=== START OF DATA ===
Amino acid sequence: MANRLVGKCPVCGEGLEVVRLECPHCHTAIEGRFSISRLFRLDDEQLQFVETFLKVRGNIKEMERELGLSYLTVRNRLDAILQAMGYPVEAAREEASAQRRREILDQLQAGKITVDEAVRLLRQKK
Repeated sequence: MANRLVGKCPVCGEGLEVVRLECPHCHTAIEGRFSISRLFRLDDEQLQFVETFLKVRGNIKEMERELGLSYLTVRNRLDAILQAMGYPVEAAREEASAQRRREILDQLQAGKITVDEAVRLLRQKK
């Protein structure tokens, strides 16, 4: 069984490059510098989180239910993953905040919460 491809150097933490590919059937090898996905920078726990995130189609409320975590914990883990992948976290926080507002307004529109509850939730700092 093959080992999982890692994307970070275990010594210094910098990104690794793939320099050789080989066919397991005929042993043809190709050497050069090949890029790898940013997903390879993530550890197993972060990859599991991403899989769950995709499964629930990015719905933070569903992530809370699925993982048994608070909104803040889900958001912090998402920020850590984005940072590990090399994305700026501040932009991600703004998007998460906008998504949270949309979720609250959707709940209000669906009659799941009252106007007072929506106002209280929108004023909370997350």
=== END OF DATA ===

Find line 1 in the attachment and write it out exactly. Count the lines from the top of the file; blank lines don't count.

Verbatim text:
Amino acid sequence: MANRLVGKCPVCGEGLEVVRLECPHCHTAIEGRFSISRLFRLDDEQLQFVETFLKVRGNIKEMERELGLSYLTVRNRLDAILQAMGYPVEAAREEASAQRRREILDQLQAGKITVDEAVRLLRQKK